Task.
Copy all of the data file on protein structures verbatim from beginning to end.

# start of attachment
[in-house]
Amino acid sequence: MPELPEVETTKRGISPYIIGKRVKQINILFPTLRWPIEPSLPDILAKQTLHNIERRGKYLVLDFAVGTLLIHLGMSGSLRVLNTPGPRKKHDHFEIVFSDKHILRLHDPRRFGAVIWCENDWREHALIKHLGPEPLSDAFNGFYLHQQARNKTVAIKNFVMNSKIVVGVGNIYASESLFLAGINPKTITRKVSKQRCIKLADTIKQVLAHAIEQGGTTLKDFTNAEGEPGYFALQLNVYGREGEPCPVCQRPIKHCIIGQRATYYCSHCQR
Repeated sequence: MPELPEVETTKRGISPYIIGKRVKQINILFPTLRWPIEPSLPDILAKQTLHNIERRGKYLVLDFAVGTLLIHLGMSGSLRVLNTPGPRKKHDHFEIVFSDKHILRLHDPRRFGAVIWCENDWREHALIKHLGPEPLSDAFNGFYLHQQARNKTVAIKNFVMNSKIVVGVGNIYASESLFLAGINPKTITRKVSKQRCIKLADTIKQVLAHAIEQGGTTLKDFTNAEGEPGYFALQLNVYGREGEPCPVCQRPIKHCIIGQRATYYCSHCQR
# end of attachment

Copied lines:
[in-house]
Amino acid sequence: MPELPEVETTKRGISPYIIGKRVKQINILFPTLRWPIEPSLPDILAKQTLHNIERRGKYLVLDFAVGTLLIHLGMSGSLRVLNTPGPRKKHDHFEIVFSDKHILRLHDPRRFGAVIWCENDWREHALIKHLGPEPLSDAFNGFYLHQQARNKTVAIKNFVMNSKIVVGVGNIYASESLFLAGINPKTITRKVSKQRCIKLADTIKQVLAHAIEQGGTTLKDFTNAEGEPGYFALQLNVYGREGEPCPVCQRPIKHCIIGQRATYYCSHCQR
Repeated sequence: MPELPEVETTKRGISPYIIGKRVKQINILFPTLRWPIEPSLPDILAKQTLHNIERRGKYLVLDFAVGTLLIHLGMSGSLRVLNTPGPRKKHDHFEIVFSDKHILRLHDPRRFGAVIWCENDWREHALIKHLGPEPLSDAFNGFYLHQQARNKTVAIKNFVMNSKIVVGVGNIYASESLFLAGINPKTITRKVSKQRCIKLADTIKQVLAHAIEQGGTTLKDFTNAEGEPGYFALQLNVYGREGEPCPVCQRPIKHCIIGQRATYYCSHCQR